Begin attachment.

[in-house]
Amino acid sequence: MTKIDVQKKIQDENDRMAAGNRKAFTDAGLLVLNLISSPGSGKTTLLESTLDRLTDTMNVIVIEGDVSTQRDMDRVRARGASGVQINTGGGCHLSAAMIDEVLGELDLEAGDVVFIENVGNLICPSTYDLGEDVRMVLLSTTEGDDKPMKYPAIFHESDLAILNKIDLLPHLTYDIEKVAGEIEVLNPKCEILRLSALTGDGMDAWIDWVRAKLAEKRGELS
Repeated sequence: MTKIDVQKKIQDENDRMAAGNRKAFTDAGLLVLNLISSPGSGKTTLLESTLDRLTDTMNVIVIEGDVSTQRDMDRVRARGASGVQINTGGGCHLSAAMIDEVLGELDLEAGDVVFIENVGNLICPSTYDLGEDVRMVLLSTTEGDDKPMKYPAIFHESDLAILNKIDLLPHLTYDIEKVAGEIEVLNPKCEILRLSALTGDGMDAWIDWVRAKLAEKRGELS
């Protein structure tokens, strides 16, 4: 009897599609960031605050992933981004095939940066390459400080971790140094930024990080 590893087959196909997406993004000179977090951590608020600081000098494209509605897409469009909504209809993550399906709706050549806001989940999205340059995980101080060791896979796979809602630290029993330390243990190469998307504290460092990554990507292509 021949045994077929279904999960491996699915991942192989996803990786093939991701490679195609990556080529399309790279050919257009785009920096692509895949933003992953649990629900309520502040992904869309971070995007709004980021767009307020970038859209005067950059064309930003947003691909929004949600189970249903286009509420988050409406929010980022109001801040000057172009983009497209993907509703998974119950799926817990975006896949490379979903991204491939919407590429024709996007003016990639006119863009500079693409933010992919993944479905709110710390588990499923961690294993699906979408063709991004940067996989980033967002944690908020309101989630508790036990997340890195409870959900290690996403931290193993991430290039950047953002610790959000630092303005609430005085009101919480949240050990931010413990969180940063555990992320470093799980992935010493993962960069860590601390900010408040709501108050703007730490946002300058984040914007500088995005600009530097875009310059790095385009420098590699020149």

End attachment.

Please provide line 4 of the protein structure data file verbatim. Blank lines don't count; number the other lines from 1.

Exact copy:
């Protein structure tokens, strides 16, 4: 009897599609960031605050992933981004095939940066390459400080971790140094930024990080 590893087959196909997406993004000179977090951590608020600081000098494209509605897409469009909504209809993550399906709706050549806001989940999205340059995980101080060791896979796979809602630290029993330390243990190469998307504290460092990554990507292509 021949045994077929279904999960491996699915991942192989996803990786093939991701490679195609990556080529399309790279050919257009785009920096692509895949933003992953649990629900309520502040992904869309971070995007709004980021767009307020970038859209005067950059064309930003947003691909929004949600189970249903286009509420988050409406929010980022109001801040000057172009983009497209993907509703998974119950799926817990975006896949490379979903991204491939919407590429024709996007003016990639006119863009500079693409933010992919993944479905709110710390588990499923961690294993699906979408063709991004940067996989980033967002944690908020309101989630508790036990997340890195409870959900290690996403931290193993991430290039950047953002610790959000630092303005609430005085009101919480949240050990931010413990969180940063555990992320470093799980992935010493993962960069860590601390900010408040709501108050703007730490946002300058984040914007500088995005600009530097875009310059790095385009420098590699020149």